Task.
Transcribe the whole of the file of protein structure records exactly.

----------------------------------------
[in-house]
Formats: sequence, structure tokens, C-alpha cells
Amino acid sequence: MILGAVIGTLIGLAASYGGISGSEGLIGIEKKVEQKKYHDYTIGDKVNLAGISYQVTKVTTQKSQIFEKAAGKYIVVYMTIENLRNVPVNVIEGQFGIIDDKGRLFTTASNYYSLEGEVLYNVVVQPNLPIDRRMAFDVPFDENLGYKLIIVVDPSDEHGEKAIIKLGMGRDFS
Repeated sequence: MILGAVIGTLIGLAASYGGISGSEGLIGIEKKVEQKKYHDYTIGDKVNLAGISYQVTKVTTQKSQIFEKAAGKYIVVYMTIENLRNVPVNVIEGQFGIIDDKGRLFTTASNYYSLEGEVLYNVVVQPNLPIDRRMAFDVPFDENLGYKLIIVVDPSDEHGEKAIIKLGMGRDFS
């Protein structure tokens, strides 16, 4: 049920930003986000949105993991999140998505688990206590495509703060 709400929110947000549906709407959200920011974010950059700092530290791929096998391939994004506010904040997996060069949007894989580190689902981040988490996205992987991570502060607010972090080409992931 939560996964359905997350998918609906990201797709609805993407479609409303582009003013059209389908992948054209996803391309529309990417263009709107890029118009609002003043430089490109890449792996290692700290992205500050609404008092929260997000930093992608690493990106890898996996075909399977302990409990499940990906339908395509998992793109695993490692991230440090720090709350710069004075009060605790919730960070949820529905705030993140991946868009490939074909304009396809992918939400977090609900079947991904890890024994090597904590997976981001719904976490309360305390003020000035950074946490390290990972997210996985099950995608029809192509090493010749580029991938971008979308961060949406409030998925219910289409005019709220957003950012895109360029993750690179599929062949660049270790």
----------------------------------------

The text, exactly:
[in-house]
Formats: sequence, structure tokens, C-alpha cells
Amino acid sequence: MILGAVIGTLIGLAASYGGISGSEGLIGIEKKVEQKKYHDYTIGDKVNLAGISYQVTKVTTQKSQIFEKAAGKYIVVYMTIENLRNVPVNVIEGQFGIIDDKGRLFTTASNYYSLEGEVLYNVVVQPNLPIDRRMAFDVPFDENLGYKLIIVVDPSDEHGEKAIIKLGMGRDFS
Repeated sequence: MILGAVIGTLIGLAASYGGISGSEGLIGIEKKVEQKKYHDYTIGDKVNLAGISYQVTKVTTQKSQIFEKAAGKYIVVYMTIENLRNVPVNVIEGQFGIIDDKGRLFTTASNYYSLEGEVLYNVVVQPNLPIDRRMAFDVPFDENLGYKLIIVVDPSDEHGEKAIIKLGMGRDFS
């Protein structure tokens, strides 16, 4: 049920930003986000949105993991999140998505688990206590495509703060 709400929110947000549906709407959200920011974010950059700092530290791929096998391939994004506010904040997996060069949007894989580190689902981040988490996205992987991570502060607010972090080409992931 939560996964359905997350998918609906990201797709609805993407479609409303582009003013059209389908992948054209996803391309529309990417263009709107890029118009609002003043430089490109890449792996290692700290992205500050609404008092929260997000930093992608690493990106890898996996075909399977302990409990499940990906339908395509998992793109695993490692991230440090720090709350710069004075009060605790919730960070949820529905705030993140991946868009490939074909304009396809992918939400977090609900079947991904890890024994090597904590997976981001719904976490309360305390003020000035950074946490390290990972997210996985099950995608029809192509090493010749580029991938971008979308961060949406409030998925219910289409005019709220957003950012895109360029993750690179599929062949660049270790």